- Nidifications automnales d'oiseaux sahariens dans la région d'Oued Ad-Dahab - Lagouira (Maroc méridional). Go-South Bulletin (PDF)


- Autumn-winter breeding by Cream-coloured Coursers Cursorius cursor is more common than previously reported. Wader Study Group Bulletin (PDF)


- Cricket Longtail breeding in southern Morocco. Dutch Birding (PDF)



Photo credits:
All photographs were taken by Abdeljebbar Qninba (Scientific Institute, University of Mohammed V) except 3 photos (adult Cream-coloured Cursor with juvenile, adult Hoopoe-Lark and the landscape with camels) were taken by Abdelaziz Benhoussa (Faculty of Sciences, University of Mohammed V).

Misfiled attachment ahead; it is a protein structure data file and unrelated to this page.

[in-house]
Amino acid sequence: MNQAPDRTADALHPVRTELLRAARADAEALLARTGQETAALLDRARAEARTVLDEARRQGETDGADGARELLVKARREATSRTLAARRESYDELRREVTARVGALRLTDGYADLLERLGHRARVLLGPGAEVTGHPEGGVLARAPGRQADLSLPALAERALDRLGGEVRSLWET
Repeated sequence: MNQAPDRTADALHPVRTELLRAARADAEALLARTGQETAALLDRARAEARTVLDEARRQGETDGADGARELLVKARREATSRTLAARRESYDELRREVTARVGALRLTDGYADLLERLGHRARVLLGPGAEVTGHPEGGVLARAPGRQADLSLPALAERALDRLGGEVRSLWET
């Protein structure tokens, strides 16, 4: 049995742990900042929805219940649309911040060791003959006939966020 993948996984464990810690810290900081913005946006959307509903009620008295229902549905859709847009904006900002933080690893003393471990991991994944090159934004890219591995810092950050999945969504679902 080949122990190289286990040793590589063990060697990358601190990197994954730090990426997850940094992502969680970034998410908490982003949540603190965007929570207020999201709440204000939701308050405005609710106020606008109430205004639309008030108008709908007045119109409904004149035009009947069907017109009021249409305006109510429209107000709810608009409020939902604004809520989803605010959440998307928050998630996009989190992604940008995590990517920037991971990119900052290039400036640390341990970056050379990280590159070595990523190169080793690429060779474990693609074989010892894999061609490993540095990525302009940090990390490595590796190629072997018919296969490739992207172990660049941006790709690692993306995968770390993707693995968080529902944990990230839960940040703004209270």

Male Black-crowned Finch-Lark (Eremopterix nigriceps)
Juvenile Black-crowned Finch-Lark (Eremopterix nigriceps)
Desert Sparrow  (Passer simplex): female feeding juvenile
Male Desert Sparrow  (Passer simplex).
Adult Cream-coloured Courser (Cursorius cursos) and its juvenile (Abdelaziz Benhoussa)
Cream-coloured Courser found itself in a lush vegetation 
Unusual nest of White-crowned Wheatear (Oenanthe leucopyga)
White-crowned Wheatear (Oenanthe leucopyga)
Juvenile Desert Lark (Ammomanes deserti)
Greater Hoopoe-Lark (Alaemon alaudipes) (Abdelaziz Benhoussa)

Chicks of Greater Hoopoe-Lark (Alaemon alaudipes)
House Sparrow (Passer domesticus
Lark nest
Nest of Desert Sparrow
African wildcat (Felis silvestris lybica) having a siesta in the shade
Camels and the green landscape of Aousserd, Oued Dahab, after rain (Abdelaziz Benhoussa)